Kaitlin Abercombie's Blackmail: File 1
This Video File (1) was sent via Twitter Direct Messages by Kaitlin Abercrombie (archive) to "contact" Twitter Account via private message.
During the conversation she accuses The Josh of several crimes and hints at having more information she was "not" willing to give him. Only after talking about a $500 cash-for-data offer The Josh made to a contact close to the YouTuber Onision.
Cash-for-data is a common and legal practice often used to collect important information that otherwise would be impossible to obtain (latest ex: Larry Flynt offers $10 million for dirt on Donald Trump).
The purpose of the conversation was to intimidate "contact" by letting him know of the existence of the Audio-File illegally recorded by Miss Kaitlin Abercrombie. Threatening emails were received the following days by anonymous users via thejosh.org contact form. Extortion emails were received the following days.
Since Joshua B. Ek ( The Josh Show ) has annouced his return on YouTube on December 14th, 2018, Kaitlin Abercrombie and harasser friends (which will be named in the future) have started claiming any file shown might be altered.
We'd like to point out the presence of audio files where HER voice cannot be altered; furthermore video proof of contact with the Japanese Authority have been shared during Josh and RSN's Interview.
Image: lolcow Screenshot
The Audio File has been recorded FROM Kaitlin Abercrombie's side.
Kaitling Abercrombie's voice can be heard to be very clear, while Josh's voice comes from speackers or other apparatuses, proving the Audio File has been created and distributed by Kaitlin Abercrombie.
Extortion (also called shakedown, outwrestling and exaction) is a criminal offense of obtaining money, property, or services from an individual or institution, through coercion. It is sometimes euphemistically referred to as a "protection racket" since the racketeers often phrase their demands as payment for "protection" from (real or hypothetical) threats from unspecified other parties; though often, and almost always, such "protection" is simply abstinence of harm from the same party, and such is implied in the "protection" offer. Extortion is commonly practiced by organized crime groups. The actual obtainment of money or property is not required to commit the offense. Making a threat of violence which refers to a requirement of a payment of money or property to halt future violence is sufficient to commit the offense. Exaction refers not only to extortion or the demanding and obtaining of something through force, but additionally, in its formal definition, means the infliction of something such as pain and suffering or making somebody endure something unpleasant.
The term extortion is often used metaphorically to refer to usury or to price-gouging, though neither is legally considered extortion. It is also often used loosely to refer to everyday situations where one person feels indebted against their will, to another, in order to receive an essential service or avoid legal consequences. Neither extortion nor blackmail requires a threat of a criminal act, such as violence, merely a threat used to elicit actions, money, or property from the object of the extortion. Such threats include the filing of reports (true or not) of criminal behavior to the police, revelation of damaging facts (such as pictures of the object of the extortion in a compromising position), etc.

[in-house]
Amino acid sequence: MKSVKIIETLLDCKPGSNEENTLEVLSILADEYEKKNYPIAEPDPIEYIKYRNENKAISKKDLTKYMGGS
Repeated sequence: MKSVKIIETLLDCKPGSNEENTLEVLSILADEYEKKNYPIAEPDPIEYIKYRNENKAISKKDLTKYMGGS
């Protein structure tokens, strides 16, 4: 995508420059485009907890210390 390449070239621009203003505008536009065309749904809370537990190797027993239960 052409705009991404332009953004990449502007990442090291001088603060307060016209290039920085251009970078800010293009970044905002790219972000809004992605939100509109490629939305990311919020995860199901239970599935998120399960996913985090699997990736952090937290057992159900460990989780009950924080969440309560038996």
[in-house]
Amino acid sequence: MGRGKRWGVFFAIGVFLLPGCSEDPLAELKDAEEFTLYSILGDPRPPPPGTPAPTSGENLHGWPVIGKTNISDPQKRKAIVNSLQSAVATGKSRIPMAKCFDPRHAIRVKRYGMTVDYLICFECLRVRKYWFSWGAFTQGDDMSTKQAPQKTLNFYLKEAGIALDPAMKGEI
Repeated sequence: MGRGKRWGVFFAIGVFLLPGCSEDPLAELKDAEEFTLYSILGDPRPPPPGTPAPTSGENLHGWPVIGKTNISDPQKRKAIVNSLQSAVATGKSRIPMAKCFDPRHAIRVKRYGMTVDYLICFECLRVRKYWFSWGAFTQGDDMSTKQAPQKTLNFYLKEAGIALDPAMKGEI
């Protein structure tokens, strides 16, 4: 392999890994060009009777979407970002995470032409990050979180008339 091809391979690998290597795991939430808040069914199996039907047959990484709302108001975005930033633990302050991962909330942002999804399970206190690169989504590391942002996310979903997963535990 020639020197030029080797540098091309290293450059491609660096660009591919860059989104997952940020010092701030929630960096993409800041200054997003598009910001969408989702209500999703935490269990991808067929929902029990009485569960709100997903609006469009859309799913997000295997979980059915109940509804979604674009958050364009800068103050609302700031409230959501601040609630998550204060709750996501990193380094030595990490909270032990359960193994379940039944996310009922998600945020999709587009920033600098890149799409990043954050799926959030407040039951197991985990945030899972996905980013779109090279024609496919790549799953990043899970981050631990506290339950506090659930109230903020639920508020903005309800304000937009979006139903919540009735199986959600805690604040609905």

In law, the word extortion can refer to political corruption, such as selling one's office or influence peddling, but in general vocabulary the word usually first brings to mind blackmail or protection rackets. The logical connection between the corruption sense of the word and the other senses is that to demand bribes in one's official capacity is blackmail or racketeering in essence (that is, "you need access to this resource, the government restricts access to it through my office, and I will charge you unfairly and unlawfully for such access").
EXTORTION IN THE UNITED STATES
Extortion is distinguished from robbery. In robbery, whether armed or not, the offender takes property from the victim by the immediate use of force or fear that force will be immediately used (as in the classic line, "Your money or your life"). Extortion, which is not limited to the taking of property, involves the verbal or written instillation of fear that something will happen to the victim if they do not comply with the extortionist's will. Another key distinction is that extortion always involves a verbal or written threat, whereas robbery does not. In United States federal law, extortion can be committed with or without the use of force and with or without the use of a weapon.
In blackmail, which always involves extortion, the extortionist threatens to reveal information about a victim or their family members that is potentially embarrassing, socially damaging, or incriminating unless a demand for money, property, or services is met.
In the United States, extortion may also be committed as a federal crime across a computer system, phone, by mail, or in using any instrument of interstate commerce. Extortion requires that the individual sent the message willingly and knowingly as elements of the crime. The message only has to be sent (but does not have to reach the intended recipient) to commit the crime of extortion.
EXTRA REFERENCES: https://en.wikipedia.org/wiki/Extortion
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